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As for "passing on PR" i'm a bit uncertain if this has any influence on ranking. It occurs to me that ranking is one thing and PR another - for sponsored links it's more about anchor text. Imho.
However, if you do pay for PR and/or traffic, try to make sure that the site has a good reputation and is not doing anything that could get it banned.
Also, there are many, many ways of picking up links for free. See the link development forum for just a few ideas.
Google used to be more 'fair'; as soapystar notes there was a time when truly the little guy had more or less the same shot at getting listed as the big well funded guy. But Google has made so many changes recently that have been negative for the little guy that I can't even count them all.
The message that G was no longer a friend of the little guy was in the winds long before Florida (and relatively obvious ever since Dom/Es). After Flordia even the many loyalists who kept asserting that G was just looking for quality results have had to rethink.
This is just a business decision taken by big G, which for quite some time now has been far more concerned about big M and big Y than about little ol' ma or pa.
<'eh 'em, back on topic>
As far as we know, text link ads have been valuable for a very long time now. What still amuses me a bit is this crazy phenom that even for a single link, the "link-er" often seems to benefit as much or more than the "link-ee." Meaning that there's a double incentive for sellers recently... ;-)
It occurs to me that ranking is one thing and PR another
Clause, that has intrigued me, can you expand somewhat?
Purchased links has become a very dangerous business. I can't think of a faster way to drop completely out of the serps.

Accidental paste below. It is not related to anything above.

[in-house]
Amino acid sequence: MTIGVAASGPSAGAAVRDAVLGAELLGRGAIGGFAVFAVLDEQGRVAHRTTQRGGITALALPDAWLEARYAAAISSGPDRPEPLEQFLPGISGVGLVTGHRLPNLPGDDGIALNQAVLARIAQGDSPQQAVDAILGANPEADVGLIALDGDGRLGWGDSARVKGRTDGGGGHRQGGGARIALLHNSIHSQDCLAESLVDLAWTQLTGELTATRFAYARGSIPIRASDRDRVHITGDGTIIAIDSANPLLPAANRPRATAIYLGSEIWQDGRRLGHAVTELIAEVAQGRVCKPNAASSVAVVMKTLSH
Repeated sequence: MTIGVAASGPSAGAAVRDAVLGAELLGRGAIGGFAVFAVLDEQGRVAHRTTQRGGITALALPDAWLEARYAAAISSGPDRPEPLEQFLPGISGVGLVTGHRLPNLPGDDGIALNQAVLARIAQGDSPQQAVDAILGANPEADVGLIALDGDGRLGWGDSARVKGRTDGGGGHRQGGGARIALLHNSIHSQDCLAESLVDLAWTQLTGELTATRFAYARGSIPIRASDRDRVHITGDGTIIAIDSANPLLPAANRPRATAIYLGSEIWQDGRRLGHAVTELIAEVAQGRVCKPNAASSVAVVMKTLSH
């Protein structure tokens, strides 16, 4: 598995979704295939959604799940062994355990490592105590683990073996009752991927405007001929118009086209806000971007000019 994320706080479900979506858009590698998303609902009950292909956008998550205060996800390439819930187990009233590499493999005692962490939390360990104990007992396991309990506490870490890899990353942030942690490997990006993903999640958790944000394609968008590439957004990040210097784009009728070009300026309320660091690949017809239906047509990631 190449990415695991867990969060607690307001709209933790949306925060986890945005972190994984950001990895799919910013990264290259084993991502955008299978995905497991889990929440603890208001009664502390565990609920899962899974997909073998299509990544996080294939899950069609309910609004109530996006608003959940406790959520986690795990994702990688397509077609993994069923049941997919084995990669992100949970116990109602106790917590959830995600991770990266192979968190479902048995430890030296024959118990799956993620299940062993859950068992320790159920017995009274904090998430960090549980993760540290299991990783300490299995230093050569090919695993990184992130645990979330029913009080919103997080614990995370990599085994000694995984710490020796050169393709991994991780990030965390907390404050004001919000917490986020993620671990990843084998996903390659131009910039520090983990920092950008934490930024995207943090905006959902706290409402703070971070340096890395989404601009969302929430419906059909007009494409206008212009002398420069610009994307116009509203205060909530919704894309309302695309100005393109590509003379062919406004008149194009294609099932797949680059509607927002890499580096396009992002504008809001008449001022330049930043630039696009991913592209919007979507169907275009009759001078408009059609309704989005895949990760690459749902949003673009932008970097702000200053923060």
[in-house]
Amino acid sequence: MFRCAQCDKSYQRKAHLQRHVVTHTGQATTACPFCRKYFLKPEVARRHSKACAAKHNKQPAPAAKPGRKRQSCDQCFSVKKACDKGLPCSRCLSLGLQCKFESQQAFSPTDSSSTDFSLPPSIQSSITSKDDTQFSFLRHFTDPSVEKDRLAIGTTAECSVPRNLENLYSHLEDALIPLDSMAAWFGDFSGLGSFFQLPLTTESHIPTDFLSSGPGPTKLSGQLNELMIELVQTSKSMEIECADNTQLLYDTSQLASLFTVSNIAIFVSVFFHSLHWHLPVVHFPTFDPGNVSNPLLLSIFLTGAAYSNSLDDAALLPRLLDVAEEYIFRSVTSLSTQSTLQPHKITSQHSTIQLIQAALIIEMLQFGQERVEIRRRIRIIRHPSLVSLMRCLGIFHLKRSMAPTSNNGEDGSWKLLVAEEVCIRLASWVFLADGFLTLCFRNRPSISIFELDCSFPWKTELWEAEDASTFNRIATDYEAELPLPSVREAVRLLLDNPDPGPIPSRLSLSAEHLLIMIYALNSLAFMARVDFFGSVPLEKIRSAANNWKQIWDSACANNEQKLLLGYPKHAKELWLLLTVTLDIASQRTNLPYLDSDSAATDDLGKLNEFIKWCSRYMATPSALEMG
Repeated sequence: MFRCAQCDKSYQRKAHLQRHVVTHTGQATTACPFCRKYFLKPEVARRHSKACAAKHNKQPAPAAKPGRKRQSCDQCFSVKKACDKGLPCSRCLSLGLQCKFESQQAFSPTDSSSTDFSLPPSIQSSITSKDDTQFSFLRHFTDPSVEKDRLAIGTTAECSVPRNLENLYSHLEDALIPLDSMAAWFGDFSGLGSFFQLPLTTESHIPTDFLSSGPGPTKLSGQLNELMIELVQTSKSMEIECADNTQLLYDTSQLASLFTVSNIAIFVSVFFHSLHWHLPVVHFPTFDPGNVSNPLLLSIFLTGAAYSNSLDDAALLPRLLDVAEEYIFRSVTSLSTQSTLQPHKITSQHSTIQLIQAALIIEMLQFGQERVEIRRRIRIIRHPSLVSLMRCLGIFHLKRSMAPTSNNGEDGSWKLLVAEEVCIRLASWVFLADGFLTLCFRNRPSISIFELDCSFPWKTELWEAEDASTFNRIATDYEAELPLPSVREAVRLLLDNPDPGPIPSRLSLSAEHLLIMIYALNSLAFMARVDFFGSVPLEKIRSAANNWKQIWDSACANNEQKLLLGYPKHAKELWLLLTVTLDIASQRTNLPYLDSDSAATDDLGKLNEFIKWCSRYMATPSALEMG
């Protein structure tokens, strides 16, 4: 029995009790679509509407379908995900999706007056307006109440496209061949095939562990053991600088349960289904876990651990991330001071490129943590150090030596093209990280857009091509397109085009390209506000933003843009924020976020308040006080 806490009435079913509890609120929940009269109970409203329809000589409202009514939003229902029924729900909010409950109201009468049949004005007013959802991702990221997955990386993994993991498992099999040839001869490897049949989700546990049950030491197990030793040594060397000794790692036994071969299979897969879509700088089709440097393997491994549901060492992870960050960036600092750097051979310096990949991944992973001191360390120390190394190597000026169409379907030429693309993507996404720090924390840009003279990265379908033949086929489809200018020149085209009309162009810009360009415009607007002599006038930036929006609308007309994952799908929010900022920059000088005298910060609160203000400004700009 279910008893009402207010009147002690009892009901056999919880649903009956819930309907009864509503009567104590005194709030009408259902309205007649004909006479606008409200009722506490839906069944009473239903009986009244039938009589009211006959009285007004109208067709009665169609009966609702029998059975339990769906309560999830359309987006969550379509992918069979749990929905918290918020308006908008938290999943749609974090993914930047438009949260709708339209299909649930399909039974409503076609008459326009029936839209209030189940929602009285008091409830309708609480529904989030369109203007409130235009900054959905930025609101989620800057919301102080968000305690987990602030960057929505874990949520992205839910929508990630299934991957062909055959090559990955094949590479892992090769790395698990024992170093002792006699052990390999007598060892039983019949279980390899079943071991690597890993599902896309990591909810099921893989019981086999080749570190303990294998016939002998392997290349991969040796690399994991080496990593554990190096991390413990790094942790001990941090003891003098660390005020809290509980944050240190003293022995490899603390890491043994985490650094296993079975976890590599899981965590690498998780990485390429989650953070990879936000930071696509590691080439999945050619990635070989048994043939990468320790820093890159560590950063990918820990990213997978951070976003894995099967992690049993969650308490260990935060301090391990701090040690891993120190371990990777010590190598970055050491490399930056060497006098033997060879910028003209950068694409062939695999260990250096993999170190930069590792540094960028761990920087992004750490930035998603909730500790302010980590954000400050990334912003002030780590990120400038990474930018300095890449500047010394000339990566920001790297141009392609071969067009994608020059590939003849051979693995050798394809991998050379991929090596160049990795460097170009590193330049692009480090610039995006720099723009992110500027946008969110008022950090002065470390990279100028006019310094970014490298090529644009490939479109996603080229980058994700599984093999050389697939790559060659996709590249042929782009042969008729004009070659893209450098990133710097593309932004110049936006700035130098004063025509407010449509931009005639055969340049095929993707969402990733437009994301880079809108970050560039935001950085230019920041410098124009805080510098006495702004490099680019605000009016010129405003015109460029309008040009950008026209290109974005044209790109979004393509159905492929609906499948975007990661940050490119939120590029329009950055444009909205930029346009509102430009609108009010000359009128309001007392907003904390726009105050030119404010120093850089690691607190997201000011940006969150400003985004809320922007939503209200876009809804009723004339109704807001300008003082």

Dangerous business for whom? The seller? So Google is going to decree that Web sites that sell text advertising or sponsorships are not worthy of appearing in the SERPS? Not likely.
The buyer? This would mean that you would lose control over your own destiny - any site could take out any other by linking to them.
I think "dangerous business" may be a little dramatic. As discussed elsewhere, what is more likely is for Google to look for ways to tone down the effectiveness of purchased links in influencing search engine placement.
I think "dangerous business" may be a little dramatic
Far from dramatic if you are put out of business because Google drops you down to page x! Buying and selling PR is not worth the risk. Exchange links by all means if they will help your visitors, but don't buy or sell PR.
To advise otherwise it quite irresponsible IMO.
I'm just trying to understand how blacklisting could possibly be a rational, sustainable response to the buying and selling of text links - a practice that has been around for years, and a method of advertising that is proven to be more effective than banners.
By all accounts they should be generating huge amounts of traffic from their PR and on-site optimization. But because they just happen to make their stats public via domain.com/stats....lol.....I happen to know it ain't so.
It appears Google "somehow" knows that the allocated PR is not real.
I've studied the competitor's backlinks for hours, but I can't see how Google could possibly tell these are paid for links....but it seems to be able to do so.
My conclusion is that sponsored links are pointless for the purpose of ranking high in SERP's. Sure they give PR, but that doesn't seem to count in these instances.
Can anyone throw any light on how Google could possibly be detecting sponsored links other than manually?
I also agree that it's almost certainly a manual flagging.
For a SE, it’s far far far far better that anyone trying to artificially improve their rankings do so by buying links on existing content sites than creating useless directories, review sites, blogs, guestbooks, forums…..etc.
This is business for all concerned, and in the real world, guess what? The people with the money get greater advertising visibility. Nothing’s changed, other than Google coming into line with the accepted business model, which has managed to stand the test of time.
Still a real shame that people who’ve built useful content rich sites are getting pushed down by poor sites with rich link building budgets.
ciml, I'm a bit surprised you're agreeing with this, unless you refer only to very outrageous cases like SK. Hard to believe that sites selling ad links or sponsored links are all the sudden being penalized, generally speaking - there are thousands and thousands of them.
We know G doesn't like manual penalties either, but these would almost certainly have to be manual to be employed. Hard to see how G could distinguish these any other way.
Besides, anyone want to try and explain what constitutes buying a text ad versus buying a link?